All other major wave terms used throughout this site and paper and their definitions are listed below.  Most terms are used from definitions from Dictionary.com. Italicized terms are introduced by energy wave theory.

  • Aether – the hypothetical medium formerly believed to fill all space and to support the propagation of electromagnetic waves. Also referred to as ether.
  • Amplitude – the maximum displacement or distance moved by a point on a vibrating body or wave measured from its equilibrium position. It is equal to one-half the length of the vibration path.
  • Amplitude factorThe resulting amplitude at a given point in space and time, calculated as a result of constructive and destructive waves.
  • Constructive interference – the interference of two or more waves of equal frequency and phase, resulting in their mutual reinforcement and producing a single amplitude equal to the sum of the amplitudes of the individual waves.
  • Density – A measure of the quantity of some physical property per unit length, area, or volume (usually volume).
  • Energy – The capacity or power to do work, such as the capacity to move an object (of a given mass) by the application of force. Energy can exist in a variety of forms, such as electrical, mechanical, chemical, thermal, or nuclear, and can be transformed from one form to another.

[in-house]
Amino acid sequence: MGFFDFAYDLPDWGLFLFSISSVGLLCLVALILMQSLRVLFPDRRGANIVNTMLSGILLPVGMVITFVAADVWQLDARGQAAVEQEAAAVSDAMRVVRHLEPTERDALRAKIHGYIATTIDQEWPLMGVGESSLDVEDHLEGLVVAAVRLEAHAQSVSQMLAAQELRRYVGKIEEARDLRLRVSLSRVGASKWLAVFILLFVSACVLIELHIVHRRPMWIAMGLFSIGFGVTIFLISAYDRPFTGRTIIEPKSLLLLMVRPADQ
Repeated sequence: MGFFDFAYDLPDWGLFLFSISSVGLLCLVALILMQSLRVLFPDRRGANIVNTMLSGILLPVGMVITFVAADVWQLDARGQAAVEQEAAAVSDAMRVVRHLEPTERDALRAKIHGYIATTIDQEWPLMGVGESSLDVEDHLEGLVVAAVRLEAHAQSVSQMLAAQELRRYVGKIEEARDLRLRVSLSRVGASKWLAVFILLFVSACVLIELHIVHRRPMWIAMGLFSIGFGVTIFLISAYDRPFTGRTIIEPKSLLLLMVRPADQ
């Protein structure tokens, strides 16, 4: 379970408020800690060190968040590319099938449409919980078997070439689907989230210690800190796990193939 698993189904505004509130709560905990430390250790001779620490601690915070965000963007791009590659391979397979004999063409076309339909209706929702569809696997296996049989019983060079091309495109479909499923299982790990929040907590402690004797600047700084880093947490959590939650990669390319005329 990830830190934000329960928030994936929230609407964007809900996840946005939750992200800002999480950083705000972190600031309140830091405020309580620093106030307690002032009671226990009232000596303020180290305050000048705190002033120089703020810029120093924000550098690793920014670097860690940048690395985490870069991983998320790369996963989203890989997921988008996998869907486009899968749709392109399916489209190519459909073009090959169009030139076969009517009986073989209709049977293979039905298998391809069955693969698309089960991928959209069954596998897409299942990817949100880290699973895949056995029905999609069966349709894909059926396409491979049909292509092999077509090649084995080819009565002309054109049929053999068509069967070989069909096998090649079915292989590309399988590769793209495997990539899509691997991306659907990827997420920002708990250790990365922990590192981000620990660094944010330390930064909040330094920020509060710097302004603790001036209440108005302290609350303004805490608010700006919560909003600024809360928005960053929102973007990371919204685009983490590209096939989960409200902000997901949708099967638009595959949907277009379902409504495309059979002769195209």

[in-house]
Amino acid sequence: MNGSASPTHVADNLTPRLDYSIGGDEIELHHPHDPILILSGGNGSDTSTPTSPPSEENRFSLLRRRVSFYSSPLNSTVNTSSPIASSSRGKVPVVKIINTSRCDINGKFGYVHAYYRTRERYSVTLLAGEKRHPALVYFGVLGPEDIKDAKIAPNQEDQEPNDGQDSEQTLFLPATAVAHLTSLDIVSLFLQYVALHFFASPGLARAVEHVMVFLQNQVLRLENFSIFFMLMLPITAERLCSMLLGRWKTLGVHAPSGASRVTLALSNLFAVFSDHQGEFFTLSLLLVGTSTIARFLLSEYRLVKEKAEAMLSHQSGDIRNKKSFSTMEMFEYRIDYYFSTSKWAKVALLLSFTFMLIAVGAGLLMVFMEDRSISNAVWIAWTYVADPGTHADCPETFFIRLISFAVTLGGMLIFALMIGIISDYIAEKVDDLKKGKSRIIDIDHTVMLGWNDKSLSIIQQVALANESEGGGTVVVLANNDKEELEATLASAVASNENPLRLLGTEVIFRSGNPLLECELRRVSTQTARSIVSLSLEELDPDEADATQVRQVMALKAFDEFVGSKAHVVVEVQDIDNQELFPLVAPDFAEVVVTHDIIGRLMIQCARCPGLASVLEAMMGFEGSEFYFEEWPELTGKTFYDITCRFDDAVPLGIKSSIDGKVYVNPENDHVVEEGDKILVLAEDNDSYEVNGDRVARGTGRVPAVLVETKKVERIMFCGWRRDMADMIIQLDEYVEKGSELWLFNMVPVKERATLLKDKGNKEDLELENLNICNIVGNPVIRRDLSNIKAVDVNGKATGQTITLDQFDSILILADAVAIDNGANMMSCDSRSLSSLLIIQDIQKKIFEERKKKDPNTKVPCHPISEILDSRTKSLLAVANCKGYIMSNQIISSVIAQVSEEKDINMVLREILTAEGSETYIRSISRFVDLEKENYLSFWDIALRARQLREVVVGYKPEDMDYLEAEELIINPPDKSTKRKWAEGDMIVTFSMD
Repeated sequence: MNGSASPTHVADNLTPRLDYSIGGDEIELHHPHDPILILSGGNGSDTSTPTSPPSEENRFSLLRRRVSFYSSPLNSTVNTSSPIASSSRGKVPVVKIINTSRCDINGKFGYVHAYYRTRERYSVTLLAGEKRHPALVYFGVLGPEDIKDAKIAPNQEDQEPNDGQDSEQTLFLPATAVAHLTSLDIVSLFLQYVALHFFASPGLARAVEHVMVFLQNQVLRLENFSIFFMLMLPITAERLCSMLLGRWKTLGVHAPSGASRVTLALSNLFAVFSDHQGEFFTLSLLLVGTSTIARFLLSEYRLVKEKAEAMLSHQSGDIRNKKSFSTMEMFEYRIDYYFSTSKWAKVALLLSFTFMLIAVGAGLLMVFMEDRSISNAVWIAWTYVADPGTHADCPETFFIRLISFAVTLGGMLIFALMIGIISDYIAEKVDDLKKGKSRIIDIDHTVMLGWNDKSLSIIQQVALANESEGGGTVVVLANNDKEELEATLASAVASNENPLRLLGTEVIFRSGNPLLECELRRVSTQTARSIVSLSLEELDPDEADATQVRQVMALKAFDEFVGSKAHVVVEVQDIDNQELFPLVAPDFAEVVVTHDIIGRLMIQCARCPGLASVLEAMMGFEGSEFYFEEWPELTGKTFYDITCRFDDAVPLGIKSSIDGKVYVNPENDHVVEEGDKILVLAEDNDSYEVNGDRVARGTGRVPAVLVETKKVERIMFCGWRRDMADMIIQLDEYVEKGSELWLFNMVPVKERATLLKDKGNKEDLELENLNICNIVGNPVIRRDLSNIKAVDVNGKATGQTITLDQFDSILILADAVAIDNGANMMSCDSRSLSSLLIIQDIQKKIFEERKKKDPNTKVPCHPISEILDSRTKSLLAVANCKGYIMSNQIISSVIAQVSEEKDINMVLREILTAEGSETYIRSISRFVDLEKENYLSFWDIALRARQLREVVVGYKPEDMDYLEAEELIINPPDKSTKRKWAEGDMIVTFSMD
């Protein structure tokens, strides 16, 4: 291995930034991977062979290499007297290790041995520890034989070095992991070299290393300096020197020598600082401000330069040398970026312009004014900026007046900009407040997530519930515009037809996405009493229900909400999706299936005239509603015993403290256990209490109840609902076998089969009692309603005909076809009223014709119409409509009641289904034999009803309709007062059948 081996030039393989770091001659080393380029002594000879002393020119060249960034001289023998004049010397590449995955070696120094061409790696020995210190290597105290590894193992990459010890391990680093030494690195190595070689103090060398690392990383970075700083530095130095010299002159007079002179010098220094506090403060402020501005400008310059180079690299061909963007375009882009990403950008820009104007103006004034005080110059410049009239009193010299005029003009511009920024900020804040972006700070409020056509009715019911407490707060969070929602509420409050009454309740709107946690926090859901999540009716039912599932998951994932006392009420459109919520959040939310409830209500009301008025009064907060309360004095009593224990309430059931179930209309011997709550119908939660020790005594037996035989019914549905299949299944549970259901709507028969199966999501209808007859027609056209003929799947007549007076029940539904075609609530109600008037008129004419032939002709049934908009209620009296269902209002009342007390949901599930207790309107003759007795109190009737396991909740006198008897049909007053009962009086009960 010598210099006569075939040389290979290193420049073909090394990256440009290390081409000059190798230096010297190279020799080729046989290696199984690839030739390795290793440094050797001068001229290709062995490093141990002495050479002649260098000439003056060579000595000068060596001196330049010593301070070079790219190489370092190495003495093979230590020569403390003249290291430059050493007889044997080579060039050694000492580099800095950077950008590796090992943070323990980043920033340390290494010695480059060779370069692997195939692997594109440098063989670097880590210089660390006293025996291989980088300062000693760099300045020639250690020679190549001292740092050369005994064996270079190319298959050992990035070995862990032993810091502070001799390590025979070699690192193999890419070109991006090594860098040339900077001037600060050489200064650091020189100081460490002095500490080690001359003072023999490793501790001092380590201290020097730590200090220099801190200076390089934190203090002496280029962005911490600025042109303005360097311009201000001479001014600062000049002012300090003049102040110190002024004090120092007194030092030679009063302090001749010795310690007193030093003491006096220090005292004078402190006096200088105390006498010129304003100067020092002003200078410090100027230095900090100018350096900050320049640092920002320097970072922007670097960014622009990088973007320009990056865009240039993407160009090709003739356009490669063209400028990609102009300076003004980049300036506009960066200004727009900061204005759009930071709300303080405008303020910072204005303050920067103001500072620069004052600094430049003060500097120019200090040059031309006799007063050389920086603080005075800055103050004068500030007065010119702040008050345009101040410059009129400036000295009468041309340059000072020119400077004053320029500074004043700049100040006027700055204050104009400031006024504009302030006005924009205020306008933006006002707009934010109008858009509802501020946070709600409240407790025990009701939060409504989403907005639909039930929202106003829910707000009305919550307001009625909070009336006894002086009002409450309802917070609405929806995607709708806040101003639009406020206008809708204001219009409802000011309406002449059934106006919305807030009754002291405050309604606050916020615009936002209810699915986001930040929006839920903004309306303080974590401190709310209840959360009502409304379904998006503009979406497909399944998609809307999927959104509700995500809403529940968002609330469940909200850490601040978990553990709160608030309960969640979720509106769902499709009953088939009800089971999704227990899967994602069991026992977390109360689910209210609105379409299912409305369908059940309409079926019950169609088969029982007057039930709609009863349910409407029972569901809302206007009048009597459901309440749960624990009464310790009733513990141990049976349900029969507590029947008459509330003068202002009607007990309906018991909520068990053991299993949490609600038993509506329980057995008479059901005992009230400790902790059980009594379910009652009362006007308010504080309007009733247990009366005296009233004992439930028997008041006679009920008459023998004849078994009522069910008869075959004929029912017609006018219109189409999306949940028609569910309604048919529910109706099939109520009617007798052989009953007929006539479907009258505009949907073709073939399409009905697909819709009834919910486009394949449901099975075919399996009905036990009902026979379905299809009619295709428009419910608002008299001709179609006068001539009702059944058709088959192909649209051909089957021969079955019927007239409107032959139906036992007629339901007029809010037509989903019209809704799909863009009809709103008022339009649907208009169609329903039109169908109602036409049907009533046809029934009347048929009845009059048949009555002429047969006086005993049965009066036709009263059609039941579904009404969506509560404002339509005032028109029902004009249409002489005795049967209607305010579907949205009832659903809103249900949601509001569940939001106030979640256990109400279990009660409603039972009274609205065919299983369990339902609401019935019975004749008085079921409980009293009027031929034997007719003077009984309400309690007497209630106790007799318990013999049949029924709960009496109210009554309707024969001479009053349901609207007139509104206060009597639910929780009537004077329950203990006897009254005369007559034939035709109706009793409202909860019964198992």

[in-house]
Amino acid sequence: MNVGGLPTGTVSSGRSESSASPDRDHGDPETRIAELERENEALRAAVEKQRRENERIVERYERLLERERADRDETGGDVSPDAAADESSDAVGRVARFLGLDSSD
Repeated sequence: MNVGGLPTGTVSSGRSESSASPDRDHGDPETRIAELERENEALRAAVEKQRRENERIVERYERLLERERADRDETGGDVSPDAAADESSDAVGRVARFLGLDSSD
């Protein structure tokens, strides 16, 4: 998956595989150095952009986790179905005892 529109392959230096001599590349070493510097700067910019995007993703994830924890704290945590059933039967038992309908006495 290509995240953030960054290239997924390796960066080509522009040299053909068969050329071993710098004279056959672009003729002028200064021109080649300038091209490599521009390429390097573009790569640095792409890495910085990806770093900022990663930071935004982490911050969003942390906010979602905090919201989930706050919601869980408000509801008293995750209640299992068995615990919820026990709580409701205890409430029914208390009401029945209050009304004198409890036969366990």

• Force – In physics, something that causes a change in the motion of an object.
  • GranuleThe fabric or substance of the aether allowing energy to flow. Granules respond to a wave such that it can pass its inertia and momentum to the next granule.
  • In-waveThe incoming wave into a wave center before it is reflected.
  • Longitudinal wave – a wave that is propagated in the same direction as the displacement of the transmitting medium. See example above.
  • Node – A node is a point along a standing wave where the wave has zero amplitude. A wave center is stable at the node of the standing wave.
  • Out-waveThe outgoing wave reflected from a wave center.
  • Particle – one of the extremely small constituents of matter, as an atom or nucleus. Created from wave centers reflecting longitudinal waves to create standing waves.
  • Photon – A photon is an elementary particle, the quantum of all forms of electromagnetic radiation including light. It is the force carrier for electromagnetic force, even when static via virtual photons. It is a short-lived transverse wave of energy. Since it has no wave center, or standing wave, it has no stored energy (mass).
  • Standing wave – a wave in a medium in which each point on the axis of the wave has an associated constant amplitude ranging from zero at the nodes to a maximum at the antinodes. See example above.
  • Transverse wave – A wave that oscillates perpendicular to the axis along which the wave. See example above.
  • Traveling wave – a wave in which the medium moves in the direction of propagation of the wave. See example above.
  • Wave centerthe reflecting point of waves, creating a standing wave.
  • Wavelength – The distance between one peak or crest of a wave and the next peak or crest. It is equal to the speed of the wave divided by its frequency, and to the speed of a wave times its period.


Standing Wave Nodes

Amplitude, Wavelength and the Nodes of a Standing Wave